Donald Holder is an American lighting designer in theatre and dance based in New York. He has been nominated for thirteen Tony Awards, winning the 1998 Tony Award for Best Lighting Design as well as the Drama Desk Award for Outstanding Lighting Design for The Lion King, he won a second Tony in 2008 for the revival of South Pacific. His lighting design for Ragtime has been nominated for a 2010 Tony Award for Best Lighting Design of a Musical. Additional Broadway credits include: Big Fish, Golden Boy, Spider-Man: Turn Off the Dark, The Motherf**cker With The Hat, Promises, Les Liaisons Dangereuses, Radio Golf, The Little Dog Laughed, Movin' Out, The Times They Are a-Changin', A Streetcar Named Desire, Cyrano de Bergerac, Prelude to a Kiss, he was the theatrical lighting designer for seasons one and two of the NBC-Universal television series Smash. Holder studied forestry at the University of Maine, where he graduated from in 1980, he worked for the Portland Stage Company in Maine. He is a student of Jennifer Tipton.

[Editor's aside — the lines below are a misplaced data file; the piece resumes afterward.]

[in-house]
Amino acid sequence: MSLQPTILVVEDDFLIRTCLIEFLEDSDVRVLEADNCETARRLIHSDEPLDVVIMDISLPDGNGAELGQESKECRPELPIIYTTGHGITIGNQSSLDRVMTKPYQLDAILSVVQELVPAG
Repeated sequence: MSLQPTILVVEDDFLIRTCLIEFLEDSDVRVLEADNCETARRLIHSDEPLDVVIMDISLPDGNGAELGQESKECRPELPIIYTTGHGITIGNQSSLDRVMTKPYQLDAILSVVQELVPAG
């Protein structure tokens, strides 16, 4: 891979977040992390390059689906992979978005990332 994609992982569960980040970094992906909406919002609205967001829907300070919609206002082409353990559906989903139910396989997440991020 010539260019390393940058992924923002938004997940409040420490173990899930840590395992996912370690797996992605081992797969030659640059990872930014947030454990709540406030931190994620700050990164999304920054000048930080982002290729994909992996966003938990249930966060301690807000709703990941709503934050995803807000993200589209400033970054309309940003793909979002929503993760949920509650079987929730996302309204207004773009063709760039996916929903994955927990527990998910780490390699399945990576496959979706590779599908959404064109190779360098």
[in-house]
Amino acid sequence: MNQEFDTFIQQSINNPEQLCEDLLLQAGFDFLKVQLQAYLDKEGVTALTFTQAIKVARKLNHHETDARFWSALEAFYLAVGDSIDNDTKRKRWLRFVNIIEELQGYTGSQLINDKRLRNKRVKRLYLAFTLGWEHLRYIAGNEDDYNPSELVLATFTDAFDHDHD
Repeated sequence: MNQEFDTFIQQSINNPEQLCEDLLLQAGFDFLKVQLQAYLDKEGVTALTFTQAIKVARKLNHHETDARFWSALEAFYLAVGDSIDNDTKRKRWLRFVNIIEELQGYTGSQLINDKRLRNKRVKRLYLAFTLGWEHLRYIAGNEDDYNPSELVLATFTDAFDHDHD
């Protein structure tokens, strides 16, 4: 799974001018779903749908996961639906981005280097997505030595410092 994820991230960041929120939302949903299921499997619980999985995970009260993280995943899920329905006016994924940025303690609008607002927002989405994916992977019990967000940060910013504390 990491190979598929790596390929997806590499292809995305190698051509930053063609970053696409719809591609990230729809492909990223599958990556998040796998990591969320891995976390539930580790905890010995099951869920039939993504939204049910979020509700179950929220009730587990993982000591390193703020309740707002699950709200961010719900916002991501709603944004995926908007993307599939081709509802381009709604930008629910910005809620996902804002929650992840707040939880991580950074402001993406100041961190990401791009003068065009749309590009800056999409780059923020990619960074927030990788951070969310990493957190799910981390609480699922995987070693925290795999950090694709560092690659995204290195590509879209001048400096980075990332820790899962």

He was the head of lighting design from 2006-2010 in the School of Theater at the California Institute of the Arts, is Head of Lighting Design at the Rutgers University Mason Gross School of the Arts. Donald Holder at the Internet Broadway Database Livedesign magazine article on Holder Authorsden.com article